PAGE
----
Director: Nisha Pahuja
Nisha Pahuja had a brilliant idea. She wanted to tell the story of young Indian women — their aspirations, influences. One story that’s been told many times before, and one that isn’t very well known. The World Before Her tells the story of Indian girls being trained and groomed and brain-washed by two organisations — one for commercial reasons, and the other down-right communal. Both are in Maharashtra.
On one hand is a shortlisted contingent of 20 girls vying for the title of Miss India, on the other is a boot camp for girls organised in Aurangabad by Durga Vahini, the women’s wing of the Vishwa Hindu Parishad.
For 30 days the Miss India contestants are kept in a posh hotel, get experts to groom them, smooth out their laugh-lines, small-town awkwardness and dehati diction, all for the pursuit of the crown.
The Durga Vahini camp is focused on drilling Hindu nationalism into the girls. There’s morning havan, Vedic studies, physical and weapons training.
In both these camps, girls find their identity and start internalising it in a truly scary way.
The World Before Her toggles between these two worlds, talking to the girls, but focusing on two from each world to dig deeper. There’s Durga Vahini trainer Prachi whose role model is Sadhvi Pragya, who was arrested in the 2008 Malegaon blasts, and Pooja Chopra, Miss India 2009. Both girls are scarred by their fathers in eerily similar ways. One father wanted to kill his daughter for being a girl, the other’s punished her with a burning iron rod for lying.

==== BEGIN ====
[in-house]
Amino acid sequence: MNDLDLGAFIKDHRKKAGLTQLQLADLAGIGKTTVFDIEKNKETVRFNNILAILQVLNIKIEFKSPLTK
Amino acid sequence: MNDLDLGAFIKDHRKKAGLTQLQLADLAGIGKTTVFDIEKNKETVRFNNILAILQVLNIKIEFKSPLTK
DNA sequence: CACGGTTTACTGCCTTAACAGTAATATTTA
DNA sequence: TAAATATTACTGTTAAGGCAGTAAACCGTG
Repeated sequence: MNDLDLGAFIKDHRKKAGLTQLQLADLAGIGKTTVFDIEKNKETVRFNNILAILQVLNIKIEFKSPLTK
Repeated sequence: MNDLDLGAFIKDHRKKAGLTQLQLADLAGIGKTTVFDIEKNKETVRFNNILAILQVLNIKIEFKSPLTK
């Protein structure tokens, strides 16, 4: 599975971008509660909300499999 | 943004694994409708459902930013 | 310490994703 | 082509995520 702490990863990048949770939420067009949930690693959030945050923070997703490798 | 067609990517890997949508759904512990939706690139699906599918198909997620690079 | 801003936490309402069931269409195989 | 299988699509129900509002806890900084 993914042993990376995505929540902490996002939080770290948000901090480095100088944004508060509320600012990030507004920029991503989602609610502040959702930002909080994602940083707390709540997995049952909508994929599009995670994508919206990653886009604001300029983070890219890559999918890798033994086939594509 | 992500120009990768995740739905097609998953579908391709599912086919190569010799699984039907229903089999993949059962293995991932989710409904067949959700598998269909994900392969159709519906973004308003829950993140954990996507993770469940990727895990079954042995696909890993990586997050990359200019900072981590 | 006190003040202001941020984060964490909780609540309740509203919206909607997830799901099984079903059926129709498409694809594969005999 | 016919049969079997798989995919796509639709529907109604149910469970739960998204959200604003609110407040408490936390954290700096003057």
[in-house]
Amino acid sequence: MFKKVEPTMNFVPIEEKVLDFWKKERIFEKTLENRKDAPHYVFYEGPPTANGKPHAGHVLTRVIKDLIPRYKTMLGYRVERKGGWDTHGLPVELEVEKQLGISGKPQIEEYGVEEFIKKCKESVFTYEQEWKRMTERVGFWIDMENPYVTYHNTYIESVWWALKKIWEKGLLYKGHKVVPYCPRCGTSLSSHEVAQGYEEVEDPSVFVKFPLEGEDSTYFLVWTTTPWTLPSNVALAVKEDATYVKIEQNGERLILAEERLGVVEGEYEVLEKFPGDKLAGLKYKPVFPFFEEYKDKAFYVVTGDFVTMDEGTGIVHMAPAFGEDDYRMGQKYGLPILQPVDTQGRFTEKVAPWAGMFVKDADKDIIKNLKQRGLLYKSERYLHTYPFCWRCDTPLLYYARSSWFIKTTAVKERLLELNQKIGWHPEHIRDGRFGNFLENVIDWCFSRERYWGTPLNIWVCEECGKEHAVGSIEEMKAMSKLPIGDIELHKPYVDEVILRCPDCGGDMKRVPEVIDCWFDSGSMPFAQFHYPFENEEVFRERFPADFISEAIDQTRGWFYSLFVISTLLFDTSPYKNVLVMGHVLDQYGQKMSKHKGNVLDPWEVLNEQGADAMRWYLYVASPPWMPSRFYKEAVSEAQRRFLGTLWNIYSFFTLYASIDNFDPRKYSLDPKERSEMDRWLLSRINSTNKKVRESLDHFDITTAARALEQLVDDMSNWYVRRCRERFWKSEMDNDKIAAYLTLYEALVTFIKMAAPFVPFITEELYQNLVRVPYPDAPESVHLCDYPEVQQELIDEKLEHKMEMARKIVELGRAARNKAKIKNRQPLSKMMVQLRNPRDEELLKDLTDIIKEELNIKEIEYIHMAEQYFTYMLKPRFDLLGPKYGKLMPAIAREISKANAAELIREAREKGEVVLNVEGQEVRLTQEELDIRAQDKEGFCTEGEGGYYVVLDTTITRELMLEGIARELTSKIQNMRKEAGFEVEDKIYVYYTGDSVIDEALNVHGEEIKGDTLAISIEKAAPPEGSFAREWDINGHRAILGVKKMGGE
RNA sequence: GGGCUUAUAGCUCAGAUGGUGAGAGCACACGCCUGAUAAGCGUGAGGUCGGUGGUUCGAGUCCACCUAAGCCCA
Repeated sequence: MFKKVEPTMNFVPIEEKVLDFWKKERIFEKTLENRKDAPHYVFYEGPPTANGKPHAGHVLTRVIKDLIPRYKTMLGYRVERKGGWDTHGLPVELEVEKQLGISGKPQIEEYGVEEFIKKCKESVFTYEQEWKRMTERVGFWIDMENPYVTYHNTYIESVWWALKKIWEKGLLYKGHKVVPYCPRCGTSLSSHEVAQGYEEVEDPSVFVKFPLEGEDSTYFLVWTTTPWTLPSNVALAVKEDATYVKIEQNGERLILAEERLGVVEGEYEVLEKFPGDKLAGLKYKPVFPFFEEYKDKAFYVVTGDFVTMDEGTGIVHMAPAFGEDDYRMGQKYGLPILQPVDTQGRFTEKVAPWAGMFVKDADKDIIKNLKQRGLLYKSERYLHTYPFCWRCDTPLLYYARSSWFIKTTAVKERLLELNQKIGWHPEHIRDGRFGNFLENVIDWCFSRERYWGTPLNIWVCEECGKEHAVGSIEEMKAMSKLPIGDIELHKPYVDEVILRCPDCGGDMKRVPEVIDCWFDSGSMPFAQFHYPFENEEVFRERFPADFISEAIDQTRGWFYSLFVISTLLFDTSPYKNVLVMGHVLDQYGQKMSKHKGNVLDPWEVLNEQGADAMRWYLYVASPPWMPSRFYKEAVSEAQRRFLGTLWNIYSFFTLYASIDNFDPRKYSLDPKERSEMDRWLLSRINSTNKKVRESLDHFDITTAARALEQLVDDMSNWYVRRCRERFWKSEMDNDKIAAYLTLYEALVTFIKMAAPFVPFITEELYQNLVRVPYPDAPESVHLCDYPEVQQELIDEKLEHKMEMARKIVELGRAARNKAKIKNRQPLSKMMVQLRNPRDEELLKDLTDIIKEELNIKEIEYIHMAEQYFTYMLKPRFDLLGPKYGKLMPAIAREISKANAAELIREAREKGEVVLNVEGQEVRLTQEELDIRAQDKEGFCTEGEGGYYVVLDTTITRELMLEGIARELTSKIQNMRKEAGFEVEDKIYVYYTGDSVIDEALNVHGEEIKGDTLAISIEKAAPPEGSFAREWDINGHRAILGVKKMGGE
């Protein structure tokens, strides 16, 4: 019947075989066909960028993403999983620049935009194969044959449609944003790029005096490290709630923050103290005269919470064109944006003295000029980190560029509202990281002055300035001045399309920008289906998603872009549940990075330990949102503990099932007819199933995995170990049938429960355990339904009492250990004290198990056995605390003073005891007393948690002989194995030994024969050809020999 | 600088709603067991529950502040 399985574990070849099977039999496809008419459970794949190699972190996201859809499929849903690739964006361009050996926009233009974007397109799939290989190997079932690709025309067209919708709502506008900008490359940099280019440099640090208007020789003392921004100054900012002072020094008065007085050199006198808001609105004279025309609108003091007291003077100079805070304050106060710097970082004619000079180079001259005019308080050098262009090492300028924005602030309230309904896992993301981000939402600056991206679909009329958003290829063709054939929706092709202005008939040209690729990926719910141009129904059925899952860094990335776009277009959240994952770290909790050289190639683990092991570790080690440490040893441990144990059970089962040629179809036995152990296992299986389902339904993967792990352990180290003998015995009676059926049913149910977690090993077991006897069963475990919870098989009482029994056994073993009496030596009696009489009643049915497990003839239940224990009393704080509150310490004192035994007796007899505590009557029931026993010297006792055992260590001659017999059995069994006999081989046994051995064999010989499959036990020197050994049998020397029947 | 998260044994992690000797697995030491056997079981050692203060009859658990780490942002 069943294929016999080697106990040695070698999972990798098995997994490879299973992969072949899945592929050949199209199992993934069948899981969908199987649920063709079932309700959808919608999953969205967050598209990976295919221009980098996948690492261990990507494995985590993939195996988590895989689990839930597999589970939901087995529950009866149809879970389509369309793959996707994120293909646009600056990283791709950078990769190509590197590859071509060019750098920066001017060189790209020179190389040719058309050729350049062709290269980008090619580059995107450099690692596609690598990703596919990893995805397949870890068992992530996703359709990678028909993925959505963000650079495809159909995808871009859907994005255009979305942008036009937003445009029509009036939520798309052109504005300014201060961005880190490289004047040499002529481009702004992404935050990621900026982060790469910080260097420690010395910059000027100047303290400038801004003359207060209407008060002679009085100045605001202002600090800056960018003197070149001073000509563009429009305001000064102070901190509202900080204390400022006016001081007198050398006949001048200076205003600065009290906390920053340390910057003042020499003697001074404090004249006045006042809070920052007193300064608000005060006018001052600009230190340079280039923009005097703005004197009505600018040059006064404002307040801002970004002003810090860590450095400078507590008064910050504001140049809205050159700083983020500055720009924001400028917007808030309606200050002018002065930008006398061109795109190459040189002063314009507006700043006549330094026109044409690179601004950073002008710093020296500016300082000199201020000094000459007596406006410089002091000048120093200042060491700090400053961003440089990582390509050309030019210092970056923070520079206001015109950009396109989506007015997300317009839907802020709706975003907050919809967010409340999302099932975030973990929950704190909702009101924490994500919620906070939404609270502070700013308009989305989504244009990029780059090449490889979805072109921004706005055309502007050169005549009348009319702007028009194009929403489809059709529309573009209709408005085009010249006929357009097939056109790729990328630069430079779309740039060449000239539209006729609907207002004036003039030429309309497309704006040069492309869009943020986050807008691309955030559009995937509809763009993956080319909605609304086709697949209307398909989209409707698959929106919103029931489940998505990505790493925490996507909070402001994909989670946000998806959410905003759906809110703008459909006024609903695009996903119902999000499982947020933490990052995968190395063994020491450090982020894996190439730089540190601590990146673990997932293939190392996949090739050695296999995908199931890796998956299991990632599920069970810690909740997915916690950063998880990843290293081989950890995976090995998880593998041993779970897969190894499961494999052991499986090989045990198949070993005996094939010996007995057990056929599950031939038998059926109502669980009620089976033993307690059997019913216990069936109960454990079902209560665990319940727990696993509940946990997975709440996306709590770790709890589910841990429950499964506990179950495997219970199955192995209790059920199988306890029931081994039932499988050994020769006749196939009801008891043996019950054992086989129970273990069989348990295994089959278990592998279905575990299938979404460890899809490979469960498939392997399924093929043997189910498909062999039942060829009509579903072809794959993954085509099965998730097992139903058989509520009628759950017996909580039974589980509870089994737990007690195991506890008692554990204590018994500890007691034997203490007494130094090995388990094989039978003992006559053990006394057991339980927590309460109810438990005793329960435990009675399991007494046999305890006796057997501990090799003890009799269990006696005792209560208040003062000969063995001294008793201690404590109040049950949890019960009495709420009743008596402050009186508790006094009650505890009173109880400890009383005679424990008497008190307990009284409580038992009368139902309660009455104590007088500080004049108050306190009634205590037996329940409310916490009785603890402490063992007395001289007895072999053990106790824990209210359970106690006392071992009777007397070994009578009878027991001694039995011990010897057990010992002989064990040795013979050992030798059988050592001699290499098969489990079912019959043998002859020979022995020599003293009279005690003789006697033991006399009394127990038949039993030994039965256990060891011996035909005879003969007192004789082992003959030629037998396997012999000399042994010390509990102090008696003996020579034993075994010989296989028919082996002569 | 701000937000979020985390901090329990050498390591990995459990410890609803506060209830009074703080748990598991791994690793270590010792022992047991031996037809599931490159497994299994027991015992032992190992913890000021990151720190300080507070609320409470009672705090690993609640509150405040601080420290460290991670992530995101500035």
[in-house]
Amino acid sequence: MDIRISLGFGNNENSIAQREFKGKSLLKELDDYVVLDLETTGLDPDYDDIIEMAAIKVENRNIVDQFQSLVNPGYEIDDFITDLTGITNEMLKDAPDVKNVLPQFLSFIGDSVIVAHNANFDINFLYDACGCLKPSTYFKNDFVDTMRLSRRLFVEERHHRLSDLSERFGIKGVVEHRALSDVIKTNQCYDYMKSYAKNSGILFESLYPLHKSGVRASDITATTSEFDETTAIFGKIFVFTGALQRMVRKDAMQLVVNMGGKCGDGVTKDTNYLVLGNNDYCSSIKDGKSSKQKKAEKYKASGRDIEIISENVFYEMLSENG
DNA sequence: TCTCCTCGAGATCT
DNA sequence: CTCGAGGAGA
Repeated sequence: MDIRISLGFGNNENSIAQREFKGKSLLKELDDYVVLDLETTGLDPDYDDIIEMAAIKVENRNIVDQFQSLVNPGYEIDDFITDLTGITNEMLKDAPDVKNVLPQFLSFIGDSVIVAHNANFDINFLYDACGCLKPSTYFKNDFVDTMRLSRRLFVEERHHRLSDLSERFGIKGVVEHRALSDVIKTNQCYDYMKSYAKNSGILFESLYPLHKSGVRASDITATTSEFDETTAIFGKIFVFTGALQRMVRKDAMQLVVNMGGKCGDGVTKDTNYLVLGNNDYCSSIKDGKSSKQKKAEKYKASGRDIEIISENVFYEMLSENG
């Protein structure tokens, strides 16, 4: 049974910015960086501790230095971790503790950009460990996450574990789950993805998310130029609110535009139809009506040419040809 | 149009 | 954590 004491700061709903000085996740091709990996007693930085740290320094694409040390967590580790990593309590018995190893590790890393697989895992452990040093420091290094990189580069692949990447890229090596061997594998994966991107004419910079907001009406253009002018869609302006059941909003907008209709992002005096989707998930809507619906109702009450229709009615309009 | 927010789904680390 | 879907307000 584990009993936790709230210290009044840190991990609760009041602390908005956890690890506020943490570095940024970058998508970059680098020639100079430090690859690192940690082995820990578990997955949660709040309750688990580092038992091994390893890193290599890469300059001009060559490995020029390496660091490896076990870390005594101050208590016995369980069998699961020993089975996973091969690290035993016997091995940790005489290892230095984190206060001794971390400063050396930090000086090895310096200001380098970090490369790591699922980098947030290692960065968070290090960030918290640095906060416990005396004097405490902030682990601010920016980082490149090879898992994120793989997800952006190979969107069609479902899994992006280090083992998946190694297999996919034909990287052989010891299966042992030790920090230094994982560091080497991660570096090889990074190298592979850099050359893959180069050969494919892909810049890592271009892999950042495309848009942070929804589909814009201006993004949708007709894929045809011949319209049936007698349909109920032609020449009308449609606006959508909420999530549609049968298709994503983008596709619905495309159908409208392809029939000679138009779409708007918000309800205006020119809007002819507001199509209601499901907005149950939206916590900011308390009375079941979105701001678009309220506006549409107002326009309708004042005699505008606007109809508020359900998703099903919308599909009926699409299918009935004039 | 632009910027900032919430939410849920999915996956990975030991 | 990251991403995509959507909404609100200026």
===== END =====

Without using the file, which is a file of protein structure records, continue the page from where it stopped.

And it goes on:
Then there is Ruhi Singh from Jaipur, who is sharply focused on the crown, and little Chinmayee, who is excited about this militant training that, she admits, is rewiring her brain in a way she had never thought possible.
In Durga Vahini camp the girls are told not to talk of equality with men, because they are not equal. They are told to shot copying Western girls and stop all this nonsense about career. Motherhood alone will make them complete. But, of course, they must be ready and equipped to defend the country’s and their own honour when barbaric hordes from across the border come charging. This isn’t just a distant possibility, but is peddled as if it’s imminent, sooner than later. Naturally, they are pitted against the girls who are brazenly corrupting Indian sanskriti. Who, incidentally, have no time to think of all this politics because, it’s like, so regressive. And in any case, they have to focus on Botox sessions, skin whitening, bikini rounds (now off-camera because of protests), and impressing Marc Robinson, a former model, with their legs. Mr Robinson has devised a Taliban-inspired technique to pick the best pair of legs. You have to watch the film to believe it. It’s deeply disturbing.
One camp is manufacturing the perfect body to endorse their perfect-making products in tubes and jars; the other is drilling hatred — for Muslims, Christians, Mahatma Gandhi and, of course, Pakistan — to benefit their political aspirations and brethren.
Both are mind-altering, both cater to men and keep the women as second-class citizens. Except that one is blatantly against the country’s Constitution, while the other given women economic power.
I find beauty contests offensive and boring. They are no different from the auction of thoroughbreds, except that they go after stallions, while here fillies are paraded. The only thing that makes then tolerable is that they given women some power, and independence.
As a journalistic account, The World Before Her makes several revelations that are shocking. It has new information, insight, even some layers. It has the material, but it doesn’t know what to do with it.
As cinema it is absolutely flat. Talking heads talk and they are often repetitive. Director Nisha Pahuja seems to have no sense of the visual medium that is cinema and that makes her rather informative film boring very soon.